- Never admit guilt. As humans, we’re quick to say we’re sorry, even if an accident is not our fault. This is a bad idea. Regardless of how obvious the blame is, the moment you say “I’m sorry,” or “I didn’t see you,” you open the door for the other driver to place some of the blame on you. Admitting fault goes beyond the scene of the accident. Be careful with what you say to the insurance adjuster and any healthcare professionals treating you.
- Never approach an aggressive or drunk driver. You should always check on the other driver and exchange information unless you feel that doing so would pose a danger to your personal safety. If you are a victim of road rage, do not get out of the car. Call 911 and report the incident right away. If you believe the other driver is impaired, be extremely cautious. Intoxicated drivers are unpredictable. Never yell at or blame a drunk driver.
Know What to Do After an Accident
Taking care of business at the scene of the accident is only half the battle. What you do after you leave the accident can have serious implications on the value of your case. Following an accident, you should take the following actions:
Notify the police. The law requires all drivers to notify the police in the event of an accident involving personal injury or death. This can be done by calling the police at the time of the accident to create a report or filing an accident report with your local DMV.
Contact your insurance provider. Pennsylvania is a no-fault state. As such, the law requires all drivers to hold a minimum of $5,000 in medical, or PIP, benefits. These benefits will be the first benefit you use in the event of an injury. To access your PIP benefits, you will need to contact your insurance provider and file a claim.
Check your insurance policy. If somebody asked you right now what type of benefits you have, do you know the answer? The reality is that most drivers don’t know how much insurance they have until they are in an accident. Even then, the insurance company may not voluntarily divulge the full extent of the benefits available. What’s included in your medical benefits? Did you elect a higher amount than the mandatory minimum? What about rental coverage? Will your insurance provider cover the cost of a rental car? These are important questions that you need to ask. While you are looking into your policy, check to see if your policy is stacked and how much uninsured/underinsured coverage you have.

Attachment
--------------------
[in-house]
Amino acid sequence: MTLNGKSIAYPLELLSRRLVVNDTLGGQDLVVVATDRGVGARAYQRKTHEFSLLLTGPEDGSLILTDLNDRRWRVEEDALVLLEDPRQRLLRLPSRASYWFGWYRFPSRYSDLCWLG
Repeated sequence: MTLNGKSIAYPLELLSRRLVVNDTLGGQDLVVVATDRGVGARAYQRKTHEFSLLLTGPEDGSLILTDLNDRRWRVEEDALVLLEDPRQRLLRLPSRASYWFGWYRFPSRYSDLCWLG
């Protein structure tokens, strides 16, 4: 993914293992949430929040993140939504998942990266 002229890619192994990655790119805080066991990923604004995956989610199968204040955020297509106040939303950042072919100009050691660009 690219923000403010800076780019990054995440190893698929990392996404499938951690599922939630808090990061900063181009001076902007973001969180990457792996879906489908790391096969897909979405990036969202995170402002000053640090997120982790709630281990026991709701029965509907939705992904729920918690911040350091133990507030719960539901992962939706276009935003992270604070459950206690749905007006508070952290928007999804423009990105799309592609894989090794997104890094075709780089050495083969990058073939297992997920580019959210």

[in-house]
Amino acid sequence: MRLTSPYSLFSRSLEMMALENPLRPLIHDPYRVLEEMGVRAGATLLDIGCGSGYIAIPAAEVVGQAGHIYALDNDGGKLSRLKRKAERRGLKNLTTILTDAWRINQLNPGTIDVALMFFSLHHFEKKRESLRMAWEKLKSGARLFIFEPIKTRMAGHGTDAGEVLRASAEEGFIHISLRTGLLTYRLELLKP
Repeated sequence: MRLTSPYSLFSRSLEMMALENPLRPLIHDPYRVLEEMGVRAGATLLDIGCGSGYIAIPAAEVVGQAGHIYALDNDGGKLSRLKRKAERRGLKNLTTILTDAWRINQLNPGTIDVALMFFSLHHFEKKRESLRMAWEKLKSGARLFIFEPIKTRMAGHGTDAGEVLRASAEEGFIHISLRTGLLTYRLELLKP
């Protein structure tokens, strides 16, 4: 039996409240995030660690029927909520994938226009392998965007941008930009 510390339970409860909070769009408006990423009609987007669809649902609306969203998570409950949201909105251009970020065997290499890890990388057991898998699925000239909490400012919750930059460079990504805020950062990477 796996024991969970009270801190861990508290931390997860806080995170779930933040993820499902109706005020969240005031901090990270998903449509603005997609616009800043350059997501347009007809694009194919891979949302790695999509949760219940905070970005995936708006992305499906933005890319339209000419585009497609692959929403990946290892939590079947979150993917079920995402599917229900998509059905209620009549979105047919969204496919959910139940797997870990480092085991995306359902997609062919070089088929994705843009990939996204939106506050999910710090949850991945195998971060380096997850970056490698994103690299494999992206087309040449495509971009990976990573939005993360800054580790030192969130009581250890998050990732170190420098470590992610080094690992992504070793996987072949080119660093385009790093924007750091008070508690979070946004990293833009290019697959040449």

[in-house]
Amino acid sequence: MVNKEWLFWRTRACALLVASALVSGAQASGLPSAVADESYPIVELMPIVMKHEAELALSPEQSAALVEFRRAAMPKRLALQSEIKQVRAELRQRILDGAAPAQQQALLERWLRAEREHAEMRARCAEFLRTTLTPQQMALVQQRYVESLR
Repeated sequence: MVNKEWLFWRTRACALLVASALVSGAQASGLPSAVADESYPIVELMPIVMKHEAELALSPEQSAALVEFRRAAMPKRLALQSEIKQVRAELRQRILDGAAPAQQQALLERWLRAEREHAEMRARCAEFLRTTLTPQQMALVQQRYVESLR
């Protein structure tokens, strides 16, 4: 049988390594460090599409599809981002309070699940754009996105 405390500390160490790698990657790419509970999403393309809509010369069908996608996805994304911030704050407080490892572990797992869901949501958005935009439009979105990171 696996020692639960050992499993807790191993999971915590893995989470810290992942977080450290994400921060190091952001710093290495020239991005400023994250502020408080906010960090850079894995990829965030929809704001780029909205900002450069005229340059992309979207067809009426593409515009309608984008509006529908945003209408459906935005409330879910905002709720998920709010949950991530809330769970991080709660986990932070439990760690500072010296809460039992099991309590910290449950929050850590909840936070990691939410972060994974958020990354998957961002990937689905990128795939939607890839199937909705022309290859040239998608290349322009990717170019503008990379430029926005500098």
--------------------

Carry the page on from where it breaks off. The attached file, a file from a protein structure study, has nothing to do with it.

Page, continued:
Prioritize your health. There is nothing more important than the health and safety of you and your loved ones. If anyone was injured, go to the doctor right away. After an accident, it’s not abnormal to play down your injuries. Don’t do this. If you feel any pain or experience any unusual symptoms, you need to see a doctor.
Watch for delayed symptoms. Did you know that symptoms of a traumatic brain injury can take several days to appear? The same goes for a spinal cord injury. However, ignoring these injuries can have catastrophic and potentially fatal consequences. Common symptoms of a brain injury include headaches, nauseousness, dizziness, unusual mood changes, and problems with vision. For a spinal cord injury, go to the doctor if you experience numbness, tingling, loss of bowel or bladder control, or sudden and extreme pain.
Gather relevant evidence. Here’s the point where you determine whether you will file a personal injury claim. When you meet with an attorney, one of the first things they will ask for is evidence. Evidence you should collect includes:
- Accident scene photos
- The other driver’s information
- Witness information
- Medical records
- Police reports
- Any correspondences with either party’s insurance
- Auto repair records